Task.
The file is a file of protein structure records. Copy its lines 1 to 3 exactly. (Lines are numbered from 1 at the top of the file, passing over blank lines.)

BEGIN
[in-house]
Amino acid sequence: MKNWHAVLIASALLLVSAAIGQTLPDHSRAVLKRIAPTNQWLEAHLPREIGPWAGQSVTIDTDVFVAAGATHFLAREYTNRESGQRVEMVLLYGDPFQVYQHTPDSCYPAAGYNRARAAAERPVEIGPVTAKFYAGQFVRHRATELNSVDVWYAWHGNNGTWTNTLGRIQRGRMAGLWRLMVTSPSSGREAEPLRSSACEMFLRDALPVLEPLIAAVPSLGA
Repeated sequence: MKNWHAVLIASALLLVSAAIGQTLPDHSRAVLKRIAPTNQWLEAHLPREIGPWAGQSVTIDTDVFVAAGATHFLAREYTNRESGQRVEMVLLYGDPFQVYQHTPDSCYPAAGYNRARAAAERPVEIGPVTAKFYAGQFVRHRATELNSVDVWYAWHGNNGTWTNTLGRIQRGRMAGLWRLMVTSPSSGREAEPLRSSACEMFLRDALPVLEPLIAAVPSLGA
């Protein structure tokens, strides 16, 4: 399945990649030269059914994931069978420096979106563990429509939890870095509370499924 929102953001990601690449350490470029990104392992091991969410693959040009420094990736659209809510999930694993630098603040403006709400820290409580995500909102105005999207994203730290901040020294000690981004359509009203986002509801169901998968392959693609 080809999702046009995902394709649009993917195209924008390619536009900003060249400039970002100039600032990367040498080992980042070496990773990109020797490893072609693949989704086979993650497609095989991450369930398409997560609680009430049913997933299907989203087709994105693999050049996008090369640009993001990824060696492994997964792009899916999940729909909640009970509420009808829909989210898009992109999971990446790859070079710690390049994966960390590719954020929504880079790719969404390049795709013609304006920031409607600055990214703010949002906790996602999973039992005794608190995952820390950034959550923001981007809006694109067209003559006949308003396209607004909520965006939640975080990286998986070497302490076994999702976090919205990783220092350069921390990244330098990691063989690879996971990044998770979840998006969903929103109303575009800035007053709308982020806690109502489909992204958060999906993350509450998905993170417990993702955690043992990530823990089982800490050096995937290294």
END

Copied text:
[in-house]
Amino acid sequence: MKNWHAVLIASALLLVSAAIGQTLPDHSRAVLKRIAPTNQWLEAHLPREIGPWAGQSVTIDTDVFVAAGATHFLAREYTNRESGQRVEMVLLYGDPFQVYQHTPDSCYPAAGYNRARAAAERPVEIGPVTAKFYAGQFVRHRATELNSVDVWYAWHGNNGTWTNTLGRIQRGRMAGLWRLMVTSPSSGREAEPLRSSACEMFLRDALPVLEPLIAAVPSLGA
Repeated sequence: MKNWHAVLIASALLLVSAAIGQTLPDHSRAVLKRIAPTNQWLEAHLPREIGPWAGQSVTIDTDVFVAAGATHFLAREYTNRESGQRVEMVLLYGDPFQVYQHTPDSCYPAAGYNRARAAAERPVEIGPVTAKFYAGQFVRHRATELNSVDVWYAWHGNNGTWTNTLGRIQRGRMAGLWRLMVTSPSSGREAEPLRSSACEMFLRDALPVLEPLIAAVPSLGA